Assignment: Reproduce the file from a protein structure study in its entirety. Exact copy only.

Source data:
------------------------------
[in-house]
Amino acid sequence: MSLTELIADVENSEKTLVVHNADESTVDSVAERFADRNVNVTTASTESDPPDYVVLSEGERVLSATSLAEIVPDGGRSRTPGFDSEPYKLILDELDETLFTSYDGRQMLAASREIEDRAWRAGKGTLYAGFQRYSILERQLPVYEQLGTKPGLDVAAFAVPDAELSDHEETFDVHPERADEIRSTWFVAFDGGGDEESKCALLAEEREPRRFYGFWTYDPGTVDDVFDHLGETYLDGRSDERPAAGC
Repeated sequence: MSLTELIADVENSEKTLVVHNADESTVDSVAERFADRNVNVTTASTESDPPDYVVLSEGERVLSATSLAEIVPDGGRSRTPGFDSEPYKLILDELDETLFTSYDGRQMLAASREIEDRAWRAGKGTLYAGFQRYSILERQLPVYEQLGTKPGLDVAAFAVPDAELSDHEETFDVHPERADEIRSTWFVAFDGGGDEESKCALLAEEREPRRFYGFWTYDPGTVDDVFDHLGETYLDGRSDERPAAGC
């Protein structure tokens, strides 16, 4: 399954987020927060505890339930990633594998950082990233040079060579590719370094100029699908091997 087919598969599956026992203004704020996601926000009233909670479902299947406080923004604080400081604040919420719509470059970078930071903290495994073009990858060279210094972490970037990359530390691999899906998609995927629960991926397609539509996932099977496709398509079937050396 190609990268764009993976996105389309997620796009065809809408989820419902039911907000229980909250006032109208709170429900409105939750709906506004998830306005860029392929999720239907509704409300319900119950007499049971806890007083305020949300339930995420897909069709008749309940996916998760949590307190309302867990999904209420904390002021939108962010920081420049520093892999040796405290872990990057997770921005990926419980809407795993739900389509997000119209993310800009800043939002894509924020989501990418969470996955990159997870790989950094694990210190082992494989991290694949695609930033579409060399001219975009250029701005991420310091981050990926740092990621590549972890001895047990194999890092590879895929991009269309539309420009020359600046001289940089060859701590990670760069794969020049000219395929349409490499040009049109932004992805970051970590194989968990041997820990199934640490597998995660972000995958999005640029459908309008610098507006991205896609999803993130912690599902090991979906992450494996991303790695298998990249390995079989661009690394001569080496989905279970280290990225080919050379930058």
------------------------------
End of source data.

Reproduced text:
[in-house]
Amino acid sequence: MSLTELIADVENSEKTLVVHNADESTVDSVAERFADRNVNVTTASTESDPPDYVVLSEGERVLSATSLAEIVPDGGRSRTPGFDSEPYKLILDELDETLFTSYDGRQMLAASREIEDRAWRAGKGTLYAGFQRYSILERQLPVYEQLGTKPGLDVAAFAVPDAELSDHEETFDVHPERADEIRSTWFVAFDGGGDEESKCALLAEEREPRRFYGFWTYDPGTVDDVFDHLGETYLDGRSDERPAAGC
Repeated sequence: MSLTELIADVENSEKTLVVHNADESTVDSVAERFADRNVNVTTASTESDPPDYVVLSEGERVLSATSLAEIVPDGGRSRTPGFDSEPYKLILDELDETLFTSYDGRQMLAASREIEDRAWRAGKGTLYAGFQRYSILERQLPVYEQLGTKPGLDVAAFAVPDAELSDHEETFDVHPERADEIRSTWFVAFDGGGDEESKCALLAEEREPRRFYGFWTYDPGTVDDVFDHLGETYLDGRSDERPAAGC
């Protein structure tokens, strides 16, 4: 399954987020927060505890339930990633594998950082990233040079060579590719370094100029699908091997 087919598969599956026992203004704020996601926000009233909670479902299947406080923004604080400081604040919420719509470059970078930071903290495994073009990858060279210094972490970037990359530390691999899906998609995927629960991926397609539509996932099977496709398509079937050396 190609990268764009993976996105389309997620796009065809809408989820419902039911907000229980909250006032109208709170429900409105939750709906506004998830306005860029392929999720239907509704409300319900119950007499049971806890007083305020949300339930995420897909069709008749309940996916998760949590307190309302867990999904209420904390002021939108962010920081420049520093892999040796405290872990990057997770921005990926419980809407795993739900389509997000119209993310800009800043939002894509924020989501990418969470996955990159997870790989950094694990210190082992494989991290694949695609930033579409060399001219975009250029701005991420310091981050990926740092990621590549972890001895047990194999890092590879895929991009269309539309420009020359600046001289940089060859701590990670760069794969020049000219395929349409490499040009049109932004992805970051970590194989968990041997820990199934640490597998995660972000995958999005640029459908309008610098507006991205896609999803993130912690599902090991979906992450494996991303790695298998990249390995079989661009690394001569080496989905279970280290990225080919050379930058």